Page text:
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Roccat Kone EMP Mouse Review

To test the Kone EMP, I used it as my daily driver for a week, giving me plenty of time to get an idea for how it feels and performs. During this time, I used it while performing a variety of different tasks, including gaming, photo editing and general usage.

First, let’s look at the Roccat Swarm software.


There are four main tabs that can be accessed in Swarm, and the first is a ‘pinned settings’ page. Essentially, you can ‘pin’ different settings to this page for quick and easy access, meaning you don’t have to go searching for those settings every time you open Swarm.

The second tab is the actual ‘settings’ page, and here you can set the DPI stages, adjust the scrolling speed or alter the double-click speed.

After that, there is the button assignment tab which let’s you re-programme any of the mouse’s functions.

On the last page, we find some extra settings, including polling rate adjustments, but most importantly it is here that users can tinker with the RGB lighting.

The lighting is particularly interesting as the Kone EMP has four separate LEDs (one at either end of the two LED strips) which can be independently programmed. This means you can set two different colours to be on the same LED strip, and watch them come together in the middle (something I demonstrate below.)

However, the only slight downside to the lighting is the lack of effects. There just isn’t the same amount of control as we would expect from a Razer or Corsair mouse, as users are limited to blinking, breathing or heartbeat effects and that’s it. There is a separate ‘colour flow’ mode, which cycles the LEDs through the RGB spectrum, but even this is a bit disappointing as the colours change abruptly, rather than transitioning and fading slowly into the next colour.

The lighting itself also produces mixed results. Darker colours, like red and deep blue, look good, but lighter colours get a bit ‘lost’ as they lack vibrancy. For example, light blues, yellows and greens are all quite weak and they lack any real ‘pop’.

I do like the effect of setting two different colours at either end of one of the LED strips, though, as the colours merge and mingle in the middle and it looks beautiful. However, with the weaker colours that I mentioned above, the effect is less impressive.

All-in-all, the lighting is decent, but it is not class-leading. I would say Razer has the edge here, as in my experience, the DeathAdder Elite can produce colours which are just more vibrant and accurate.

Using the Kone EMP day-to-day, though, is a great experience.

For starters, the Kone design is just brilliant. It is a larger, ergonomic shape that would suit those with medium to large hands, but for my medium-size hands, it is still really comfortable to hold.

It is quite long, too, at 131mm, and this means it is great for those who to use a palm grip. I personally prefer claw grip, but I actually used a palm grip with the Kone EMP as it just felt natural.

The mouse also has a couple of unusual features which are worth talking about: the 4D scroll wheel and Easy-Shift[+].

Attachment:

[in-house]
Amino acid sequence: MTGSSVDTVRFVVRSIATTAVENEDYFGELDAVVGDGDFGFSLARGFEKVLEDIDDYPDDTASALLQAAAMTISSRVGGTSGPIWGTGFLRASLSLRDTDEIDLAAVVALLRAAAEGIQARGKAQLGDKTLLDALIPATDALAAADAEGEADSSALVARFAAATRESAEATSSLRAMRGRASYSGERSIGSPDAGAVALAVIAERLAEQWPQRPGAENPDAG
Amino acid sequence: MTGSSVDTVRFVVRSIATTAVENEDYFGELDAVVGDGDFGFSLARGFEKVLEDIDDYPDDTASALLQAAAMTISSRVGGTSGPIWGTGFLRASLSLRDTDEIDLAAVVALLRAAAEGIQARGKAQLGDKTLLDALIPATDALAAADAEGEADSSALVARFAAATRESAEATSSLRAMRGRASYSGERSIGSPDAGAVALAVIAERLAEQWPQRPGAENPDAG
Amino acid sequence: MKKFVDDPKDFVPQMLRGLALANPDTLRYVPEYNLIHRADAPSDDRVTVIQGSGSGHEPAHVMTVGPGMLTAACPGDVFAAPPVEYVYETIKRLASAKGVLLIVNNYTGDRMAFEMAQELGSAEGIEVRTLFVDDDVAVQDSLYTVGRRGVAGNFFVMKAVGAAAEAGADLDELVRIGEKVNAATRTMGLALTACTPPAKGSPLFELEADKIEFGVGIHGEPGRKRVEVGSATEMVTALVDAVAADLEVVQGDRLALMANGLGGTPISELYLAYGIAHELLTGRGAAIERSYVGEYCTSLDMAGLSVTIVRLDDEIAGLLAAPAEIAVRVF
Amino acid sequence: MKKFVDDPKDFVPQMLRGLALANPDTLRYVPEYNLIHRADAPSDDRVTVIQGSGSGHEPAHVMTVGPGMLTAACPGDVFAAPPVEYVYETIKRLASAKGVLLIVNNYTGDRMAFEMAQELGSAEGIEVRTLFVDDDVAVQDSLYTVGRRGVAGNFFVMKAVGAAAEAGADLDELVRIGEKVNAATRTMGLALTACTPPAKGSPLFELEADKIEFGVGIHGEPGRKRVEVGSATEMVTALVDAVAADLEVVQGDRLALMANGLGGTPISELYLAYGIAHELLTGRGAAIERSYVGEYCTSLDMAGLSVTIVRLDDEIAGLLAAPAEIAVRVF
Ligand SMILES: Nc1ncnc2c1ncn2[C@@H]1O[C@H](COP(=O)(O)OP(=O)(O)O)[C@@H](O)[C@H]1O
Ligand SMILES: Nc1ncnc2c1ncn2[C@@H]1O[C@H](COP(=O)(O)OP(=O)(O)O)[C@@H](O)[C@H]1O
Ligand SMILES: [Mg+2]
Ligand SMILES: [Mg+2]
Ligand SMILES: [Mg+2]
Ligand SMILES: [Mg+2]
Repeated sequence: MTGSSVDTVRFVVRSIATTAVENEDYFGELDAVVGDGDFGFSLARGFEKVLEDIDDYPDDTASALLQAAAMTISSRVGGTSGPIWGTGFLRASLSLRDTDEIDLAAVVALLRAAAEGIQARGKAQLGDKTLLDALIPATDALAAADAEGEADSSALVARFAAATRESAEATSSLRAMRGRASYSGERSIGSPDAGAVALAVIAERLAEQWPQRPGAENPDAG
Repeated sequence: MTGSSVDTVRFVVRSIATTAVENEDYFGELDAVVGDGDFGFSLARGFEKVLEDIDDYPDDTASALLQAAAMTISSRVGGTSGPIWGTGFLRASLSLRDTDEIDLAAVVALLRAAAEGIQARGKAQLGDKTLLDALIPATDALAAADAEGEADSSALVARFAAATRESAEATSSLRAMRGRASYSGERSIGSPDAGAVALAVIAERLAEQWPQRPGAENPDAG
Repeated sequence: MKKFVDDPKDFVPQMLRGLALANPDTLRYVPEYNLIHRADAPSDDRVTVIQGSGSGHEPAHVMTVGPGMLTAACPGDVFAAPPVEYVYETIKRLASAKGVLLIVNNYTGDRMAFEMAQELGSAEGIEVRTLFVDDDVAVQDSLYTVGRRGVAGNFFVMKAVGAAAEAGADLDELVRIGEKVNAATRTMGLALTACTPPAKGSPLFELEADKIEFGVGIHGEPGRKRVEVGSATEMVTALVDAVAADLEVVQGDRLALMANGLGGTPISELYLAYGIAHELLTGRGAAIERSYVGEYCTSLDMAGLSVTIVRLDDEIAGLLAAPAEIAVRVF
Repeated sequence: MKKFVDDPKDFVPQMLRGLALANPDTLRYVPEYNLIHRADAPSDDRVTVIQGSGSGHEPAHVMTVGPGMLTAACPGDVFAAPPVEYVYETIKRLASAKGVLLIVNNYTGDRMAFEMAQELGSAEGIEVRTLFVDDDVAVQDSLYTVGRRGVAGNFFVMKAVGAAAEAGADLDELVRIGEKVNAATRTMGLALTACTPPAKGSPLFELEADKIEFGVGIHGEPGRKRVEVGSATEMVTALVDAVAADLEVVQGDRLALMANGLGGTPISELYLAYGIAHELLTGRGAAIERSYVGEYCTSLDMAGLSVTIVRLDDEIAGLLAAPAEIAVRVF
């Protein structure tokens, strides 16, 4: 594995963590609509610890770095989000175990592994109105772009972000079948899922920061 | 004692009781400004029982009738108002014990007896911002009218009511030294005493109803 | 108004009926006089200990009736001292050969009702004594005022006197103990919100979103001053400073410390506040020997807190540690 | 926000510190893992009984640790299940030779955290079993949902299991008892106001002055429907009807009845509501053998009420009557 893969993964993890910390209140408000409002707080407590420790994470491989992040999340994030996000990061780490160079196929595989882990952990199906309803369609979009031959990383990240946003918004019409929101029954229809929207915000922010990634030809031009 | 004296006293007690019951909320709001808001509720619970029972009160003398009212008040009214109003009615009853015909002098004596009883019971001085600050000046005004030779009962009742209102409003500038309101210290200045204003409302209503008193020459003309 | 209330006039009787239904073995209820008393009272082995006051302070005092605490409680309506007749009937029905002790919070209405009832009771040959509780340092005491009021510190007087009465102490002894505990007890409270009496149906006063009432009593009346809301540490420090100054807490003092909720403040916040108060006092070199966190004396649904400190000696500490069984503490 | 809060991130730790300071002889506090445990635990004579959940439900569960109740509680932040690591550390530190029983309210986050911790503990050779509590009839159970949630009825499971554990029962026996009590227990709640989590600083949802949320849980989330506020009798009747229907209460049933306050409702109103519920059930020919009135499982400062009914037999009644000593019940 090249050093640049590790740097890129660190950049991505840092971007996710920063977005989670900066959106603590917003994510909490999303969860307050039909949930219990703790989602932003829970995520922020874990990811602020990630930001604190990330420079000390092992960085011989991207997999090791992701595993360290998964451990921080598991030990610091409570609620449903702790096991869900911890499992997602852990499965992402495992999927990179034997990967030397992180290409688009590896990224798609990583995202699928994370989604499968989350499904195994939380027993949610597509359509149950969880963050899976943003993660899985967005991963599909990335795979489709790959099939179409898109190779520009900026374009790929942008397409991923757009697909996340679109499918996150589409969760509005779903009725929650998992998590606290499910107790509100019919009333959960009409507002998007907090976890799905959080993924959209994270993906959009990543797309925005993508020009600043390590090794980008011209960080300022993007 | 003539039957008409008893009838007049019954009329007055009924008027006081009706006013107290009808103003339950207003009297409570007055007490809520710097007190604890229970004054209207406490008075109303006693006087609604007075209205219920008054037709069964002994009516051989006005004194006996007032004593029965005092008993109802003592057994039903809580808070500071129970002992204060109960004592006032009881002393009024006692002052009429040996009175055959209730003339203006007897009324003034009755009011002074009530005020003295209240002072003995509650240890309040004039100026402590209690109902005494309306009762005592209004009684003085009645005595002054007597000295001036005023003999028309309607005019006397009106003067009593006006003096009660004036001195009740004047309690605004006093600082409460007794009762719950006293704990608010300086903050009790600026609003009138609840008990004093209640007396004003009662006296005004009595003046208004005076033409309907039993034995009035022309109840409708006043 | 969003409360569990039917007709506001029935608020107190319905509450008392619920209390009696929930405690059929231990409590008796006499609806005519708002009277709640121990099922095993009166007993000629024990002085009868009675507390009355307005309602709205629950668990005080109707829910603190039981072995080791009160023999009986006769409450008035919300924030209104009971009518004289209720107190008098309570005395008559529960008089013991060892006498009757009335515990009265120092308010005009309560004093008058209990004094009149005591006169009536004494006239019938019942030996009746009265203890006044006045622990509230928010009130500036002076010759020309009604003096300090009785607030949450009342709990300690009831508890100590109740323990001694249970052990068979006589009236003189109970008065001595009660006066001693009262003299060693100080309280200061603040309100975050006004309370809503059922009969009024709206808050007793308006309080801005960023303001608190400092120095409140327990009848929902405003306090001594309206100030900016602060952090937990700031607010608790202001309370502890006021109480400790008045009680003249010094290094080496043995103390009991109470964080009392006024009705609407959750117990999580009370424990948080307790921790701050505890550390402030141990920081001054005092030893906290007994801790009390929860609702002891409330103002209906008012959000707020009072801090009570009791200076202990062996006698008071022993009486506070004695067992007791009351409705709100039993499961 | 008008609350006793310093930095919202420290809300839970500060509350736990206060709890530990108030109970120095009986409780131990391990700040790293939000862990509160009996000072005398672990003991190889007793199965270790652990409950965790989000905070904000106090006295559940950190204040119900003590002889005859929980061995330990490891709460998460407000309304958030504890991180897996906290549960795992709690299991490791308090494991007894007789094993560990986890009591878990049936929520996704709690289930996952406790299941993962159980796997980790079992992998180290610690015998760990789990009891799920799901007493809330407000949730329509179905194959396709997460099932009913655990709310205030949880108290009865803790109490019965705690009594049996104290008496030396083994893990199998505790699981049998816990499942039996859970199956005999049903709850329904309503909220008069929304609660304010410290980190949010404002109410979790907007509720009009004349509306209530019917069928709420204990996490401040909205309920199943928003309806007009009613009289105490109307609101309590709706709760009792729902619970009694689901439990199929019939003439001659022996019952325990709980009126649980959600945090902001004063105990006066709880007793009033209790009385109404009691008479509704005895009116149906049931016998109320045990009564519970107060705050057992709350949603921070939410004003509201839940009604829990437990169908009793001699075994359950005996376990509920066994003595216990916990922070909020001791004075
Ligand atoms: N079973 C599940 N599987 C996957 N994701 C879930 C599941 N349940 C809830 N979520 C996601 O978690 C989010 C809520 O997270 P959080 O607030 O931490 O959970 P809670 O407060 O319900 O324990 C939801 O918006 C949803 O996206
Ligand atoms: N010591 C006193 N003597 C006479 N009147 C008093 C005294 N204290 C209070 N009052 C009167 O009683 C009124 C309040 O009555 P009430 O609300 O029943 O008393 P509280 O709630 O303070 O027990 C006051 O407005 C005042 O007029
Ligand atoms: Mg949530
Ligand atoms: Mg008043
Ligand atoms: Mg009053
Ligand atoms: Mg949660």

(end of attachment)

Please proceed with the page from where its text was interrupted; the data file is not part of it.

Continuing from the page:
Starting with the scroll wheel, Roccat have designed it so it can be pushed to the left and to the right, and you can map any function you wish to these actions. Personally, I found it best for adjusting music volume, although obviously you may prefer to use it for something else. Either way, it is a nifty way of getting more functionality onto the mouse without having the clutter of extra buttons.

Speaking of extra functionality without extra buttons, Easy-Shift[+] is another great feature. Essentially, it lets you double the amount of functions that can be assigned to the mouse. It is also quite simple: one button acts as the Easy-Shift[+] modifier which, when pressed in tandem with the other mouse buttons, creates a whole new layer of button support. For example, I mapped the Easy-Shift[+] modifier to one of the thumb side buttons, and then mapped the DPI buttons to change the mouse’s profile on-top of their regular DPI-switch functionality.

It works really well in-practice, and it means you can have a total of 22 functions assigned to a single mouse – pretty impressive if you ask me.

Elsewhere, the Owl Eye sensor is very capable. As I mentioned previously, I would imagine it is a modified version of the PMW 3360 sensor, but in any case, it is a top-quality unit. It can reach up to 12000 DPI which is surely more than enough for anyone, but I found tracking to be pixel-perfect whether it was at 800 or 8000 DPI. This is important for me as I edit a lot of photos in Photoshop and having top-notch low-level tracking is vital. I am pleased to say the Kone EMP did not let me down there.

Lastly, I would just like to mention the fact that there are two DPI buttons. This may sound minor, but having just one button to cycle through your DPI stages is a bit of a faff, and I much prefer mice which have two dedicated DPI buttons, as one can be used to step up, the other can step-down. Kudos to Roccat for that.

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  • cac2244 (cac22)

    Kitguru…your review sounds like a paid advertisement…there is no coating, just raw plastic that offers no grip whatsoever… WTH are you talking about

  • Jimmy Q

    if it’s anything like its predecessor, it is rubberized.

  • cac2244 (cac22)

    I have the EMP, just like the predecessor XTD. The XTD has the rubber coating but the EMP DOES NOT. The EMP is made of cheap and slippery plastic. I made a review and comparison on my youtube channel under user cac2244.

  • Tim-Rex

    What gives with 120MB of compressed driver download? I mean.. they call it a “unified driver suite” but they also describe it as “lightweight”.. Sounds a bit bloaty to me.